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Editorial: Japan’s new political party must go beyond opposing Abe’s politics

  • September 11, 2020
  • , The Mainichi
  • English Press
  • ,

Yukio Edano has been named leader of a new opposition party to be formed through a merger between the Constitutional Democratic Party of Japan (CDP) and the Democratic Party for the People (DPFP), with legislators voting to retain the name of the current main opposition party.


The CDP bears a heavy responsibility to bring a sense of tension back to politics in Japan under the leadership of 56-year-old Edano.


A total of 149 legislators from both chambers of the Diet took part in the vote. The Diet has been made light of under the administration of Prime Minister Shinzo Abe, who alone has wielded power, partly because the opposition was weak. It is understandable that the opposition parties moved to create a force to oppose the giant ruling coalition.


DPFP leader Yuichiro Tamaki and other former trade union-affiliated legislators did not take part in the vote, leaving a rift within the party. Considering that they were not aligned on constitutional issues and energy policy, it is only natural that they have refrained from participating in the party merger.


Edano, who will continue to lead the CDP after the merger, has stated that he will stand at the forefront and change politics. The public, however, has shown little interest in the merger of the two opposition parties, and expectations for the post-merger political group remain low. Both of the merging parties, which have struggled to extend their bases of public support, went ahead with the move as they were under pressure to achieve a breakthrough. It is likely difficult to wipe away the impression that the now-defunct Democratic Party of Japan (DPJ), which failed in its management of the administration, is now simply getting back together.


Three years ago, the newly formed CDP received a gust of support in the 2017 House of Representatives election after forces that did not join the Party of Hope raised a joint banner. Edano refused to align with other political forces to make up numbers, and his party accordingly moved to expand grassroots support.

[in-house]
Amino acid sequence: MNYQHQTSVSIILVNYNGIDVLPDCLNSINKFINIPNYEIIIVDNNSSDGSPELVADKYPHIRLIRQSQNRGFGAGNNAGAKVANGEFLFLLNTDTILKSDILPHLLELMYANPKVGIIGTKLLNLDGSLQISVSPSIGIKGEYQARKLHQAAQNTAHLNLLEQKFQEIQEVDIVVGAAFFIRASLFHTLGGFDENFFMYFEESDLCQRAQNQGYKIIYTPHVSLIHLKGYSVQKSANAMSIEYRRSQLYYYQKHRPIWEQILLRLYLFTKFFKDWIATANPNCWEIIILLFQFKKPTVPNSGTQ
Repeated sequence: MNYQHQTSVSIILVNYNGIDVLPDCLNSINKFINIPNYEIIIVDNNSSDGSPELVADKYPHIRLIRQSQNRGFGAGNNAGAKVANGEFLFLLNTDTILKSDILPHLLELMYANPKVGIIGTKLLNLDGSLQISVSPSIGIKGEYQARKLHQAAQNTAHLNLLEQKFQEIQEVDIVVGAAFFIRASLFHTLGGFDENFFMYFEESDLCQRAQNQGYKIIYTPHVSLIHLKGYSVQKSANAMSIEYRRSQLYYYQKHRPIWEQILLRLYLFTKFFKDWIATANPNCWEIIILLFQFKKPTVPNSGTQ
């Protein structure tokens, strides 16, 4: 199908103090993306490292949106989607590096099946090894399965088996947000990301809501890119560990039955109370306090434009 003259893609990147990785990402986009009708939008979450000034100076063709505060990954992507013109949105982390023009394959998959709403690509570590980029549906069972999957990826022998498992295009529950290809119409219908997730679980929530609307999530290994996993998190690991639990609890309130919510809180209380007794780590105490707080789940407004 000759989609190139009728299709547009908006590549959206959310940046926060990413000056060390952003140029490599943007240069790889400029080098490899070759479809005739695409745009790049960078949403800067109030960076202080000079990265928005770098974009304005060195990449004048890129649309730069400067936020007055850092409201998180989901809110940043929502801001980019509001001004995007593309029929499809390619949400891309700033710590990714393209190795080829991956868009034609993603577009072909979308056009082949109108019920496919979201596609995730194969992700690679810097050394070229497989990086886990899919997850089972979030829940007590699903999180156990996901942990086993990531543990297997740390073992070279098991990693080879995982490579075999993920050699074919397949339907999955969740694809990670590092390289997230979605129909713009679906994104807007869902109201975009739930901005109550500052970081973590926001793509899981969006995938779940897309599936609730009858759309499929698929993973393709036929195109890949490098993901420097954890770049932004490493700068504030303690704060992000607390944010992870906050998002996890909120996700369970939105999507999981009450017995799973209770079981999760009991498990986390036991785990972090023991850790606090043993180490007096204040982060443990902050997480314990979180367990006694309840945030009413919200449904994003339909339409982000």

The CDP, however, has been unable to rise above the position of being like the operator of an individual business, and has failed to earn widespread support. In recent public opinion polls, the party has languished behind the opposition Nippon Ishin (Japan Innovation Party). The CDP has even been in danger of losing its position as the nation’s largest opposition party, and it is likely the party thus moved to prioritize the advantages of scale.


Edano and his fellow party officials should examine what they have lacked to date. For one thing, Edano lacked effort in explaining his party’s policies to the public. After the Abe administration presented distribution-oriented policies such as guaranteeing the same wages for the same work and supporting the upbringing of children, it appears the CDP was unable to clearly define any counterproposals.


And now, with Prime Minister Abe stepping down for health reasons, Edano will be under pressure to recast his strategy of rallying fellow opposition parties together to counter Abe by criticizing his political methods.


Edano criticized Chief Cabinet Secretary Yoshihide Suga’s emphasis on “self-help.” But if he is going to counter this with a focus on distribution-oriented policies, then he will also need to formulate economic policies and acquire the financial resources to do so. We hope he can present a comprehensive picture of policies that can reach out to both conservative and moderate wings, such as those on social and national security.


Bold promotion of women and young workers is also essential. The new party needs to build a framework that reassures the public of its difference compared to before the merger.

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